Ian Render, a Sheridan Middle School math teacher, shows parent Nora Munoz, right, how one of the school’s new math programs, ALEKS, tracks student proficiency. Munoz and her children Gabriel Ortiz and Johanna Ortiz, who attend schools in Sheridan, visited with Render during the middle school’s literacy night.

The aim of end-of-year open house was to illustrate to parents the importance of literacy in all subjects — including math — and allow students to show off some of their work, including short stories and blog posts.

Improving both math and reading skills have been important goals throughout the district, which is entering year four on the state’s accountability clock.

Students at the middle school now begin each class with either dedicated reading time or a literacy problem that asks students to think critically about math, civics, or science.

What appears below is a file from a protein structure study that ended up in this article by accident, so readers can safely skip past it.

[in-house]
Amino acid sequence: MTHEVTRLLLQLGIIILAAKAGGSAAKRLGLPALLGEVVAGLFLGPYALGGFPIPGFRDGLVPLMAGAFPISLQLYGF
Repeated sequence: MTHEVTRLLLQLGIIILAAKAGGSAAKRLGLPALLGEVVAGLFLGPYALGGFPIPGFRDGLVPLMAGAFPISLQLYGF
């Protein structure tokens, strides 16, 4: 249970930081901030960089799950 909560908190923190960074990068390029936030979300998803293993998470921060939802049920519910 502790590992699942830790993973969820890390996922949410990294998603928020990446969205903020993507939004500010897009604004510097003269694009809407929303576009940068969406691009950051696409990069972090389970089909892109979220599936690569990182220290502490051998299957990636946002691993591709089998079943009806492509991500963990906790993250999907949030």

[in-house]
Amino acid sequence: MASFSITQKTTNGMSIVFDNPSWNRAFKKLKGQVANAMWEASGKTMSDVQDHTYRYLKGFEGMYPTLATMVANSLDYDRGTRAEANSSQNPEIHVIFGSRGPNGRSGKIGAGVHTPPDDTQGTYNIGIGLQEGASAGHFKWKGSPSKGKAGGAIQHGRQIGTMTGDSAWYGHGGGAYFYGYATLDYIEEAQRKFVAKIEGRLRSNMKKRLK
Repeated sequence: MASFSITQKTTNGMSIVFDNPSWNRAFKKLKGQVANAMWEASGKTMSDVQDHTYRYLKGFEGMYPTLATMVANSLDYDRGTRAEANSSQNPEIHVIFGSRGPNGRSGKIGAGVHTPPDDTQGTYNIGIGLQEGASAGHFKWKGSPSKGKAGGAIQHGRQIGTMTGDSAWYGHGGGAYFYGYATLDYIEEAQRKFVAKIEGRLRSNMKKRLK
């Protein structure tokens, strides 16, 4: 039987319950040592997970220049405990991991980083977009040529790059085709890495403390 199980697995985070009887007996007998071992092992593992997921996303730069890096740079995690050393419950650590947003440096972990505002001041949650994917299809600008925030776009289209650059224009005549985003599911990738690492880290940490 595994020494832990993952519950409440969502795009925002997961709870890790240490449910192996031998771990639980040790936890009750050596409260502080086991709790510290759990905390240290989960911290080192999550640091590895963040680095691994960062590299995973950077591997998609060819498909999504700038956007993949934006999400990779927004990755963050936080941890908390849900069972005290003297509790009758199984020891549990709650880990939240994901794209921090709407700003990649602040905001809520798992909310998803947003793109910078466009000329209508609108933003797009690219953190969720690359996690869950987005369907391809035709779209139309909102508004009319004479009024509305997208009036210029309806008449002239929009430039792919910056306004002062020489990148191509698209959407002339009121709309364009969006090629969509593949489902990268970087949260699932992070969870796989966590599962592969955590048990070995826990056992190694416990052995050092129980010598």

Students who attended the event said they’re now spending between two and three hours a day reading and writing. And all sixth graders are now required to take two 55-minute math classes.

Math teacher Jamie Donaldson, who has taught middle school math at Sheridan since 2002, said the shift to more complex word problems and having students explain their answers in writing provides students with more applied skills and demonstrates to teachers their true understanding.

The Sheridan district is celebrating an 18 point jump in third grade state test reading scores, according to preliminary results released by the Colorado Department of Education this week. Scores for other subjects and grades will be released August.

“Reading in every class is just the culture of the district now,” Donaldson said.